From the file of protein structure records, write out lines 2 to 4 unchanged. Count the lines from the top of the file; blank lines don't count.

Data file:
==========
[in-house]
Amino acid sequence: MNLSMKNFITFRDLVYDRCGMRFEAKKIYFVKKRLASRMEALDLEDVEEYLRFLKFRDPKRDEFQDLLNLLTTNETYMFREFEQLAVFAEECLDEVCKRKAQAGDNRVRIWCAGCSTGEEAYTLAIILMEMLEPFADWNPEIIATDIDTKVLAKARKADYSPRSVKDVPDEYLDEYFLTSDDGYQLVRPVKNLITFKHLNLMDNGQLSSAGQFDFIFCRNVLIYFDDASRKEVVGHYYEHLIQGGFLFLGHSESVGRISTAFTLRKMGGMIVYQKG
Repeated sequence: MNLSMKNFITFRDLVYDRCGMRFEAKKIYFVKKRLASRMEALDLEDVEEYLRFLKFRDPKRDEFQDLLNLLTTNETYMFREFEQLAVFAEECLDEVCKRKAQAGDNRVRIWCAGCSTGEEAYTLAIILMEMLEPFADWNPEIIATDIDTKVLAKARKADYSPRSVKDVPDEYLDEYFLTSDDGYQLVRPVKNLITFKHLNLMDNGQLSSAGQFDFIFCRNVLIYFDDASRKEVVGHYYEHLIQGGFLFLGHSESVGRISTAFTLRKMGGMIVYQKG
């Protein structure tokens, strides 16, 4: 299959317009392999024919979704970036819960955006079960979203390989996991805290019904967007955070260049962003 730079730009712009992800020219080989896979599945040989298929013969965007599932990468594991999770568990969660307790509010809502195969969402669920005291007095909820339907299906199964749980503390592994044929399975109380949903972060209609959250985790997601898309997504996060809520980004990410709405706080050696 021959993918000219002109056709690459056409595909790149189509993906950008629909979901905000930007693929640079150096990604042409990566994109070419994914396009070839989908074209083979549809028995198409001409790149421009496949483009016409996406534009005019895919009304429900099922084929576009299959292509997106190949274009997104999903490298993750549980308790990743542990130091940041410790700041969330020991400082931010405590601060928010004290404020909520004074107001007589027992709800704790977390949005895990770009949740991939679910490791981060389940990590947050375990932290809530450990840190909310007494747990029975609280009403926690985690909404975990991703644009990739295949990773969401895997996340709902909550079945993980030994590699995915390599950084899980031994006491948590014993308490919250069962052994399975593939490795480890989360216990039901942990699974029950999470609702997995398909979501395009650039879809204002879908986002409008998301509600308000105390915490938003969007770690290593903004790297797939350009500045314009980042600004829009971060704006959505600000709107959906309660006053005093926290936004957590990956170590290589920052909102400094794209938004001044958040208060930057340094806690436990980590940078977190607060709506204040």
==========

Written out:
Amino acid sequence: MNLSMKNFITFRDLVYDRCGMRFEAKKIYFVKKRLASRMEALDLEDVEEYLRFLKFRDPKRDEFQDLLNLLTTNETYMFREFEQLAVFAEECLDEVCKRKAQAGDNRVRIWCAGCSTGEEAYTLAIILMEMLEPFADWNPEIIATDIDTKVLAKARKADYSPRSVKDVPDEYLDEYFLTSDDGYQLVRPVKNLITFKHLNLMDNGQLSSAGQFDFIFCRNVLIYFDDASRKEVVGHYYEHLIQGGFLFLGHSESVGRISTAFTLRKMGGMIVYQKG
Repeated sequence: MNLSMKNFITFRDLVYDRCGMRFEAKKIYFVKKRLASRMEALDLEDVEEYLRFLKFRDPKRDEFQDLLNLLTTNETYMFREFEQLAVFAEECLDEVCKRKAQAGDNRVRIWCAGCSTGEEAYTLAIILMEMLEPFADWNPEIIATDIDTKVLAKARKADYSPRSVKDVPDEYLDEYFLTSDDGYQLVRPVKNLITFKHLNLMDNGQLSSAGQFDFIFCRNVLIYFDDASRKEVVGHYYEHLIQGGFLFLGHSESVGRISTAFTLRKMGGMIVYQKG
């Protein structure tokens, strides 16, 4: 299959317009392999024919979704970036819960955006079960979203390989996991805290019904967007955070260049962003 730079730009712009992800020219080989896979599945040989298929013969965007599932990468594991999770568990969660307790509010809502195969969402669920005291007095909820339907299906199964749980503390592994044929399975109380949903972060209609959250985790997601898309997504996060809520980004990410709405706080050696 021959993918000219002109056709690459056409595909790149189509993906950008629909979901905000930007693929640079150096990604042409990566994109070419994914396009070839989908074209083979549809028995198409001409790149421009496949483009016409996406534009005019895919009304429900099922084929576009299959292509997106190949274009997104999903490298993750549980308790990743542990130091940041410790700041969330020991400082931010405590601060928010004290404020909520004074107001007589027992709800704790977390949005895990770009949740991939679910490791981060389940990590947050375990932290809530450990840190909310007494747990029975609280009403926690985690909404975990991703644009990739295949990773969401895997996340709902909550079945993980030994590699995915390599950084899980031994006491948590014993308490919250069962052994399975593939490795480890989360216990039901942990699974029950999470609702997995398909979501395009650039879809204002879908986002409008998301509600308000105390915490938003969007770690290593903004790297797939350009500045314009980042600004829009971060704006959505600000709107959906309660006053005093926290936004957590990956170590290589920052909102400094794209938004001044958040208060930057340094806690436990980590940078977190607060709506204040």